Reliability's Dirty Little Secret

Jim Fitch, Noria Corporation

This was one of those defining moments. It was some surprising insight on where maintenance and reliability professionals are in the journey to lubrication excellence.

I received a phone call from a stranger who introduced himself as a maintenance manager of a large steel mill. He told me he was preparing to teach a group of lube techs about how and when to perform an oil change on mill machinery. However, he first wanted my advice.

I agreed, expecting one of the usual questions, such as whether they should switch to a synthetic or if a flush was needed. Instead, I was startled by a question I’d never heard before … and never expected to hear.

He asked:

“What should the oil feel like between your fingers when it’s too dirty and in need of a change?”

He said he wanted his lube techs to change the oil based on feel. At first I thought it was a prank call; you know, from a friend looking for a good laugh.

I listened intently but stayed quiet, studying the caller’s voice. He kept talking. Soon, however, I realized this guy was for real.

My reply to him was measured and regrettably a little rude.

I told him that perhaps before he taught anything to anybody about lubrication, he should get into a class himself. I explained to him the microscopic size of clearance-sized particles and how they compare in dimension to the ridges in your fingerprint. I mentioned that by the time you can see or feel dirt in the oil, much damage to your machine has already been done.

By the time you can see or feel dirt in the oil,
much damage to your machine has already been done.

Then I offered him a generous discount to attend one of Noria’s seminars. The call ended and I haven’t heard from him since. For the next couple of days, I kept thinking about the larger message behind his question. What had I learned from talking to him?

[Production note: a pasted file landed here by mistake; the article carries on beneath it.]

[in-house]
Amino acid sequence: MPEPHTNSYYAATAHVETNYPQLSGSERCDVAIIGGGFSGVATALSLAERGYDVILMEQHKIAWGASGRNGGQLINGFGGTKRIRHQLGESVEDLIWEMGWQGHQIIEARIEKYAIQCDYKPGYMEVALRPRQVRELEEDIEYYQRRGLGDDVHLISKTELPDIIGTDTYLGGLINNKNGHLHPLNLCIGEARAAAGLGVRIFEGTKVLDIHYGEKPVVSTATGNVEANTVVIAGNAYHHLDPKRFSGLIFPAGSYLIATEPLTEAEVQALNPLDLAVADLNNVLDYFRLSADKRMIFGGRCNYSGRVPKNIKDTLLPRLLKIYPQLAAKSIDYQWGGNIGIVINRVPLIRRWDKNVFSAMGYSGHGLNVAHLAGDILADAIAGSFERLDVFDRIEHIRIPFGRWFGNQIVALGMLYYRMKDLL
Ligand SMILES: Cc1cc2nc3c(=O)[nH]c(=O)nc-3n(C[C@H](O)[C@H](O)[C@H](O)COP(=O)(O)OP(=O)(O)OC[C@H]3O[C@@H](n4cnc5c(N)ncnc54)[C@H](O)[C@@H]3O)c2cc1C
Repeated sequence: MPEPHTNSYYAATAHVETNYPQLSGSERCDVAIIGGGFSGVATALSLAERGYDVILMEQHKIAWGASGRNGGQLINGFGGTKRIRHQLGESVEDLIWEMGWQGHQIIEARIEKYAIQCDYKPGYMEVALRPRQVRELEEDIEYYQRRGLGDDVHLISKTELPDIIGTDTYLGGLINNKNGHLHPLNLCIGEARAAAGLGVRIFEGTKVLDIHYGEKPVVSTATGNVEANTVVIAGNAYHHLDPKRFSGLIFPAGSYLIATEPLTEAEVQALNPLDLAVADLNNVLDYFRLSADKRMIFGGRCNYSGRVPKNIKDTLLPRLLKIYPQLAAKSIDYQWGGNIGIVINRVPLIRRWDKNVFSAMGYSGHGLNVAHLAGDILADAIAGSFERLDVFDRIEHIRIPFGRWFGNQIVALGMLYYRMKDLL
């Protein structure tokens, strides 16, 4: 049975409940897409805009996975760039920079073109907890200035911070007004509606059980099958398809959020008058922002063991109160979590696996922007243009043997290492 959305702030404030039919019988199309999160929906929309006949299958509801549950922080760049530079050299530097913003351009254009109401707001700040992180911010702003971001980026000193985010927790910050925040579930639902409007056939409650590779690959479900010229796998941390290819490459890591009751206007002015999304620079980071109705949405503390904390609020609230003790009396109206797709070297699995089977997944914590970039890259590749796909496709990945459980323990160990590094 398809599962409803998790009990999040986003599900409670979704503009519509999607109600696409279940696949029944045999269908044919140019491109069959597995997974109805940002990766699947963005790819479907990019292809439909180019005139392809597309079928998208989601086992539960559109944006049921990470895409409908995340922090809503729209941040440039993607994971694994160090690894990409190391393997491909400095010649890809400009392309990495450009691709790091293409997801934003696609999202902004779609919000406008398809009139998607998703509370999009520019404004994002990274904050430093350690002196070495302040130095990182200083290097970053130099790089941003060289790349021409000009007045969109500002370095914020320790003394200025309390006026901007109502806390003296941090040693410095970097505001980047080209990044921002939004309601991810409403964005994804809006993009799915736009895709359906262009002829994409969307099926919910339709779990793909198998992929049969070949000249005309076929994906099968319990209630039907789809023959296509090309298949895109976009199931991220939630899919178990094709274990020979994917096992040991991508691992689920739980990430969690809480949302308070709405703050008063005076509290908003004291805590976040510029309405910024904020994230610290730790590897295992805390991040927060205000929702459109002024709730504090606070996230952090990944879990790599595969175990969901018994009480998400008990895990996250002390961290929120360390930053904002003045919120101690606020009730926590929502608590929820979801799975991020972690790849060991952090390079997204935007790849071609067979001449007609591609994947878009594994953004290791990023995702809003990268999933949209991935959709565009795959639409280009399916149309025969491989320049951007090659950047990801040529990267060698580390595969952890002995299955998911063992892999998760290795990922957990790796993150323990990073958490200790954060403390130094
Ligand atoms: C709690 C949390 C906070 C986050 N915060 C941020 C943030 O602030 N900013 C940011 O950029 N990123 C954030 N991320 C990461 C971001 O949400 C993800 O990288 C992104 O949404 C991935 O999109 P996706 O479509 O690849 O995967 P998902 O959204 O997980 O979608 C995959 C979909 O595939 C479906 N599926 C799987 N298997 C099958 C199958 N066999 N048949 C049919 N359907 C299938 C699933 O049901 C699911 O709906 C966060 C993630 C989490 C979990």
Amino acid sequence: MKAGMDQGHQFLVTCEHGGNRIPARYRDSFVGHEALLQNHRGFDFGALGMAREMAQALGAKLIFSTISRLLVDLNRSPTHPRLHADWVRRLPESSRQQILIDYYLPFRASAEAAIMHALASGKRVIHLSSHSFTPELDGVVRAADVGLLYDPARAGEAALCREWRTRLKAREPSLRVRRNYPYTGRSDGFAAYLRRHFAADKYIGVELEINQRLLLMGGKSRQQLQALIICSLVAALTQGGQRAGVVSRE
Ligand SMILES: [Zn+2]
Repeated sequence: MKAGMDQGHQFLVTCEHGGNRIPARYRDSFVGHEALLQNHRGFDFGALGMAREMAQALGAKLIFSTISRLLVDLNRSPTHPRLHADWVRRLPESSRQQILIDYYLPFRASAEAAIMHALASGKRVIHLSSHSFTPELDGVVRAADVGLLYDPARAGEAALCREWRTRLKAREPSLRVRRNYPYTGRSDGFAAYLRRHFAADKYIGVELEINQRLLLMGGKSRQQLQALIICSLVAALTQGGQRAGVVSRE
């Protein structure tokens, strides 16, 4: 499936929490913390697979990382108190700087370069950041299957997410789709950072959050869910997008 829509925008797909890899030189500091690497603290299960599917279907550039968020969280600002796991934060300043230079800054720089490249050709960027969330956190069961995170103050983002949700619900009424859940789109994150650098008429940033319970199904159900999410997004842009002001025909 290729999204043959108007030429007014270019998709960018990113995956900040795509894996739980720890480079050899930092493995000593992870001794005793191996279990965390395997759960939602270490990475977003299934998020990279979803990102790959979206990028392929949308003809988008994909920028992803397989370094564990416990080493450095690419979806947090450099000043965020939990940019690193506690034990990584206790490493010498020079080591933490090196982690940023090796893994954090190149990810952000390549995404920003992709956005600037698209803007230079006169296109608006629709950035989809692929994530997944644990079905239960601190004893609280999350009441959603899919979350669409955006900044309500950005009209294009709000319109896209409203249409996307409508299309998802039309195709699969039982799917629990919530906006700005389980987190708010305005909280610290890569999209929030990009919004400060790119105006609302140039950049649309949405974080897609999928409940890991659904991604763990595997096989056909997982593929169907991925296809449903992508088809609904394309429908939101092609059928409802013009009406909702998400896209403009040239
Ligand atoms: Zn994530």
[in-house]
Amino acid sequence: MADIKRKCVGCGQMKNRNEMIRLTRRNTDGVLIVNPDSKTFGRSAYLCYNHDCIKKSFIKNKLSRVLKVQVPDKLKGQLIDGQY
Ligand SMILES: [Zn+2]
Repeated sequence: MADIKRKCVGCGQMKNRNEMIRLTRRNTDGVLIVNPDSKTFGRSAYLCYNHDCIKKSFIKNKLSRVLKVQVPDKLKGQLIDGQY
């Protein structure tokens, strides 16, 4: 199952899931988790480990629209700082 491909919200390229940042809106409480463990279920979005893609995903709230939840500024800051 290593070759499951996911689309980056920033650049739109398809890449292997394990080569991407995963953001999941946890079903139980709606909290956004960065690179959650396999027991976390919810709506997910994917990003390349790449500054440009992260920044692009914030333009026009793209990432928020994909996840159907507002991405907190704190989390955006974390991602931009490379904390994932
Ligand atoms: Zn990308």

Was it possible that there was such general misconception in the maintenance community about the No. 1 cause of machine wear (invisible small particles)? Did his question reflect an unspoken general belief about particles in oil being harmless if they can’t be seen or felt?

As I said, this was no small revelation for me. It reminded me of the philosophical question: if a tree falls in the woods, does it make a sound if nobody is there to hear it? If you cannot see or feel particles, are they there? Do they impart harm?

Despite the fact that most people who work around machinery have never seen the likeness of a virus or bacteria, many share the belief that similarly small particles in oils and greases are generally benign - out of sight and out of mind.

Today’s reality check is that small particles indeed pack a wallop in terms of machine reliability and life expectancy.

The widely held belief that small particles in lubricants are not harmful sadly remains reliability’s dirty little secret.


Clean Oil Starts with Storage and Handling

Effective storage and handling protocols for lubricants are essential for minimizing contamination and maintaining lubricant quality and performance. The storage area should be clean and free from dirt, dust, and other contaminants. Bulk storage systems for industrial lubricants are commonly used in industries where large quantities of lubricants are required, such as manufacturing plants, refineries, or transportation companies.


OilSafe Bulk System

A proper tank or vessel is necessary to avoid contamination and to prolong the life of the lubricant in storage. These tanks are available in various sizes and materials, such as steel, stainless steel, or high-density polyethylene (HDPE), based on the specific requirements of the lubricants being stored. The tanks should be compatible with the lubricant to prevent chemical reactions or contamination. Good practice involves using modifications including breathers, sight gauges, filtration and conditioning equipment, and overfill protection devices.

The care and treatment of new lubricants must be carefully considered for two reasons. The first is that new lubricants are typically not clean, which is why we emphasize the use of filtration equipment. The second is that the lubricant will undoubtedly become contaminated in the machine, and the cleaner we can keep the lubricant before it enters the machine, the longer the lifecycle. Though a lube storage room with all the bells and whistles may require a heavy investment in time and resources, it is undoubtedly a worthwhile investment when you consider the resulting benefits and cost savings achieved when you ensure clean, cool, and dry lubricants.

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About the Author

Jim Fitch, a founder and CEO of Noria Corporation, has a wealth of experience in lubrication, oil analysis, and machinery failure investigations. He has advise...